Thursday, March 06, 2014

Roundtable night

If I do say so myself we put on a very good show in Lang's Religious Studies world despite limitations of budget, personnel and institutional recognition. Tonight's roundtable was no exception! Four incisive presentations on questions of religion and politics from different parts of the world helped frame a wonderfully wide-ranging discussion. The first speaker introduced some of the American Evangelical organizations which have been supporting - if not indeed instigating - the push for anti-gay legislation in Uganda and other African countries. The second (a graduating senior) described the intriguing ways in which Islamist parties' victory in recent parliamentary elections may actually blunt their capacity to criticize the monarchy in Morocco. Next, we learned about how the so-called revival of Daoism in China is often driven by local politics and business people, while the communist government has created a new curriculum for Daoist priests that focuses on texts rather than ritual practices. Finally, a discussion of the role of gay-oriented religious organizations behind, beside and within the 1970s gay liberation movement offered a new and empowering view of the relationship of sexual minorities and the church. (The presenter is one of the contributors to our Queer Christianities book.)

Great stuff, and, as in every truly interdisciplinary or comparative discussion, all sorts of synergies. For instance, what might a less secularist understanding of gay issues in the US portend for other places - and what uses might such a narrative serve? Are there better and worse ways in which religious groups might participate in or even be institutionalized within the state? The whole discussion was framed by a brilliant spin on the famous story of the trial of Socrates. Recalling the way Plato's Socrates would banish poets from the ideal Republic, the moderator (my colleague M) opined that Socrates - often seen as a proto-secular martyr to religious persecution - was in fact being arraigned for the religious move of declaring some people beyond the pale. Echoing recent discussions of "political theology" he wondered if modern views aren't all guilty of naiveté and hypocrisy in supposing that "religion" and "politics" are neatly distinguishable in the first place.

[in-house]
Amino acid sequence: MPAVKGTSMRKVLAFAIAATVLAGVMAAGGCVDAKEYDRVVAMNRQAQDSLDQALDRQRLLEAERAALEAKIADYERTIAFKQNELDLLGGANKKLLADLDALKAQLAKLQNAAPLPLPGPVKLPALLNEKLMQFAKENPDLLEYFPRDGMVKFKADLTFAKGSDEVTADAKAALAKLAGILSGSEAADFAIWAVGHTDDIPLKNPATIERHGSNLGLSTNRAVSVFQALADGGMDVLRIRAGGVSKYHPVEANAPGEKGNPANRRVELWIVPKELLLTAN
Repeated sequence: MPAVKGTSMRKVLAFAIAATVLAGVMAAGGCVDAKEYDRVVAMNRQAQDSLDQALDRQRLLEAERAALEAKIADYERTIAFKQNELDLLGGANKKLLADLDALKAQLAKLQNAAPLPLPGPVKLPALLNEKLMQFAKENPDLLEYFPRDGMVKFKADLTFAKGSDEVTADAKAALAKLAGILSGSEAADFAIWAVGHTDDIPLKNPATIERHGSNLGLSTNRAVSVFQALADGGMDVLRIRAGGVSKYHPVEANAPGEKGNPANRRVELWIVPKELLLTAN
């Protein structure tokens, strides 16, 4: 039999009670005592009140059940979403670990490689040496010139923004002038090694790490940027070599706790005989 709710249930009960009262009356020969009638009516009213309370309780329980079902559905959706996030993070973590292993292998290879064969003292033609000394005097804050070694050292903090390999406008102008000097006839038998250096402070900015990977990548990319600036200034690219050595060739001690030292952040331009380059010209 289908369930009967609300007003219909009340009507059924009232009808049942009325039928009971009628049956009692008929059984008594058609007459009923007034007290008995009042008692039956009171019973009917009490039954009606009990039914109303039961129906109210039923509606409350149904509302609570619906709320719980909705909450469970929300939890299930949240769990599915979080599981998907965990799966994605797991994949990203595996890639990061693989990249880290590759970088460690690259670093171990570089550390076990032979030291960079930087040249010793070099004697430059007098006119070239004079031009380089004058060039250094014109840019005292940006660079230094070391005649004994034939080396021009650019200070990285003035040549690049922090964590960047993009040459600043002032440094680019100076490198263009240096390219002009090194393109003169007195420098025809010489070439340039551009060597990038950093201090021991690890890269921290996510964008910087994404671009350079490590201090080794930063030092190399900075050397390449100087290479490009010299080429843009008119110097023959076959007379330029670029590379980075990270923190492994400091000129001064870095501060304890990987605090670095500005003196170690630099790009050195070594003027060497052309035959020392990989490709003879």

Local and global, old and new, practice and theory, students and faculty, challenged pieties and new hope: The New School at its best!

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